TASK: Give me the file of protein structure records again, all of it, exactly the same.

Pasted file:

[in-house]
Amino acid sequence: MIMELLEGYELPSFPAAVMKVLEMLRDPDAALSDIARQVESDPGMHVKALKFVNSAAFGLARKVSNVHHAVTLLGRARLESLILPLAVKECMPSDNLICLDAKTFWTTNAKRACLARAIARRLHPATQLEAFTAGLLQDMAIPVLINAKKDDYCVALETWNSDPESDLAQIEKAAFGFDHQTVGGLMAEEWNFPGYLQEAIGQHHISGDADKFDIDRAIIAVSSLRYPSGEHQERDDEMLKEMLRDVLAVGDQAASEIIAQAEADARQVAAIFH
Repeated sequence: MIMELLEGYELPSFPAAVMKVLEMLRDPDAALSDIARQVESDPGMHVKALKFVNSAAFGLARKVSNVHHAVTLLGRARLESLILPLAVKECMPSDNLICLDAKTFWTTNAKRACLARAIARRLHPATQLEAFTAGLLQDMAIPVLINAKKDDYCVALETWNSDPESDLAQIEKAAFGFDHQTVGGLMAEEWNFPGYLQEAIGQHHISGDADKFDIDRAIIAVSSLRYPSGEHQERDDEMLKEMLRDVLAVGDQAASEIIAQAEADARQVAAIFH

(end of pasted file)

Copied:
[in-house]
Amino acid sequence: MIMELLEGYELPSFPAAVMKVLEMLRDPDAALSDIARQVESDPGMHVKALKFVNSAAFGLARKVSNVHHAVTLLGRARLESLILPLAVKECMPSDNLICLDAKTFWTTNAKRACLARAIARRLHPATQLEAFTAGLLQDMAIPVLINAKKDDYCVALETWNSDPESDLAQIEKAAFGFDHQTVGGLMAEEWNFPGYLQEAIGQHHISGDADKFDIDRAIIAVSSLRYPSGEHQERDDEMLKEMLRDVLAVGDQAASEIIAQAEADARQVAAIFH
Repeated sequence: MIMELLEGYELPSFPAAVMKVLEMLRDPDAALSDIARQVESDPGMHVKALKFVNSAAFGLARKVSNVHHAVTLLGRARLESLILPLAVKECMPSDNLICLDAKTFWTTNAKRACLARAIARRLHPATQLEAFTAGLLQDMAIPVLINAKKDDYCVALETWNSDPESDLAQIEKAAFGFDHQTVGGLMAEEWNFPGYLQEAIGQHHISGDADKFDIDRAIIAVSSLRYPSGEHQERDDEMLKEMLRDVLAVGDQAASEIIAQAEADARQVAAIFH